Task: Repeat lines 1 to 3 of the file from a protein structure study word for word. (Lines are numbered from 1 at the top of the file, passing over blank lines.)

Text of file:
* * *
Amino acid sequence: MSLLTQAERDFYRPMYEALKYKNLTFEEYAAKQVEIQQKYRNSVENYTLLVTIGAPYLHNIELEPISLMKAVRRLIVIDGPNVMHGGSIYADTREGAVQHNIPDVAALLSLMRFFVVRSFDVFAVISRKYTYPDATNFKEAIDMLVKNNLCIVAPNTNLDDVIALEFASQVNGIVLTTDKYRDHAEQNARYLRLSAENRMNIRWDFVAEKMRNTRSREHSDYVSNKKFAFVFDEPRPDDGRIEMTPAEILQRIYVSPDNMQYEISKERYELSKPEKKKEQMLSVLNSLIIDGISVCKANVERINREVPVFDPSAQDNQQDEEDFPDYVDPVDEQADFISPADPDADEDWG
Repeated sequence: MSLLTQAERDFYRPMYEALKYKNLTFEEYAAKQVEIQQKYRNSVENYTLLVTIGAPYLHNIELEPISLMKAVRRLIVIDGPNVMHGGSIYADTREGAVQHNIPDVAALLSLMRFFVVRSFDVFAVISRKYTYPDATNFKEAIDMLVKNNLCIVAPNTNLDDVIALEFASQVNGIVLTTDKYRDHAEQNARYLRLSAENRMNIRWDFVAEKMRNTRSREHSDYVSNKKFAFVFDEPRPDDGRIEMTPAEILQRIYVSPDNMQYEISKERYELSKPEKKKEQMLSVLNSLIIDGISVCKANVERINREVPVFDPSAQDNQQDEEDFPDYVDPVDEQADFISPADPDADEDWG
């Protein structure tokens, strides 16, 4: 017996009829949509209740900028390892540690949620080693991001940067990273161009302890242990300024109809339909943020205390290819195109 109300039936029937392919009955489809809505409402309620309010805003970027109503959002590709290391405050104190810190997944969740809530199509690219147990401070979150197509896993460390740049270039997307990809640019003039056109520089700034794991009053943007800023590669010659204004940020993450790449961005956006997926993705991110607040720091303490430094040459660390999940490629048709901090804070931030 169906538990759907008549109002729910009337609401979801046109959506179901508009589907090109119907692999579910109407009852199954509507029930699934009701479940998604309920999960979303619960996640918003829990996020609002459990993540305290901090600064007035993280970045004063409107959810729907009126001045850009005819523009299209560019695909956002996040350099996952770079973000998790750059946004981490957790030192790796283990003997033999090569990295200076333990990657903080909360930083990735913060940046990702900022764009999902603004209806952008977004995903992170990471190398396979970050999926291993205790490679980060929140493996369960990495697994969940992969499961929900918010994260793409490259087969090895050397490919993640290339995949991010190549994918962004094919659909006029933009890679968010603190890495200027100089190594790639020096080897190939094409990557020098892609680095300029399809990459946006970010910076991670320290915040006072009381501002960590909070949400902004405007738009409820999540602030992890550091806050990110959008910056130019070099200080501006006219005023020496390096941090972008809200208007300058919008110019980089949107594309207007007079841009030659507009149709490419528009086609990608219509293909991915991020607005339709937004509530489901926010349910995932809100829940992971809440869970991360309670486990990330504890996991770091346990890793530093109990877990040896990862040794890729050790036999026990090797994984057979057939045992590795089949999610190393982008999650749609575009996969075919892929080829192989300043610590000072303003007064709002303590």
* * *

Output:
Amino acid sequence: MSLLTQAERDFYRPMYEALKYKNLTFEEYAAKQVEIQQKYRNSVENYTLLVTIGAPYLHNIELEPISLMKAVRRLIVIDGPNVMHGGSIYADTREGAVQHNIPDVAALLSLMRFFVVRSFDVFAVISRKYTYPDATNFKEAIDMLVKNNLCIVAPNTNLDDVIALEFASQVNGIVLTTDKYRDHAEQNARYLRLSAENRMNIRWDFVAEKMRNTRSREHSDYVSNKKFAFVFDEPRPDDGRIEMTPAEILQRIYVSPDNMQYEISKERYELSKPEKKKEQMLSVLNSLIIDGISVCKANVERINREVPVFDPSAQDNQQDEEDFPDYVDPVDEQADFISPADPDADEDWG
Repeated sequence: MSLLTQAERDFYRPMYEALKYKNLTFEEYAAKQVEIQQKYRNSVENYTLLVTIGAPYLHNIELEPISLMKAVRRLIVIDGPNVMHGGSIYADTREGAVQHNIPDVAALLSLMRFFVVRSFDVFAVISRKYTYPDATNFKEAIDMLVKNNLCIVAPNTNLDDVIALEFASQVNGIVLTTDKYRDHAEQNARYLRLSAENRMNIRWDFVAEKMRNTRSREHSDYVSNKKFAFVFDEPRPDDGRIEMTPAEILQRIYVSPDNMQYEISKERYELSKPEKKKEQMLSVLNSLIIDGISVCKANVERINREVPVFDPSAQDNQQDEEDFPDYVDPVDEQADFISPADPDADEDWG
């Protein structure tokens, strides 16, 4: 017996009829949509209740900028390892540690949620080693991001940067990273161009302890242990300024109809339909943020205390290819195109 109300039936029937392919009955489809809505409402309620309010805003970027109503959002590709290391405050104190810190997944969740809530199509690219147990401070979150197509896993460390740049270039997307990809640019003039056109520089700034794991009053943007800023590669010659204004940020993450790449961005956006997926993705991110607040720091303490430094040459660390999940490629048709901090804070931030 169906538990759907008549109002729910009337609401979801046109959506179901508009589907090109119907692999579910109407009852199954509507029930699934009701479940998604309920999960979303619960996640918003829990996020609002459990993540305290901090600064007035993280970045004063409107959810729907009126001045850009005819523009299209560019695909956002996040350099996952770079973000998790750059946004981490957790030192790796283990003997033999090569990295200076333990990657903080909360930083990735913060940046990702900022764009999902603004209806952008977004995903992170990471190398396979970050999926291993205790490679980060929140493996369960990495697994969940992969499961929900918010994260793409490259087969090895050397490919993640290339995949991010190549994918962004094919659909006029933009890679968010603190890495200027100089190594790639020096080897190939094409990557020098892609680095300029399809990459946006970010910076991670320290915040006072009381501002960590909070949400902004405007738009409820999540602030992890550091806050990110959008910056130019070099200080501006006219005023020496390096941090972008809200208007300058919008110019980089949107594309207007007079841009030659507009149709490419528009086609990608219509293909991915991020607005339709937004509530489901926010349910995932809100829940992971809440869970991360309670486990990330504890996991770091346990890793530093109990877990040896990862040794890729050790036999026990090797994984057979057939045992590795089949999610190393982008999650749609575009996969075919892929080829192989300043610590000072303003007064709002303590």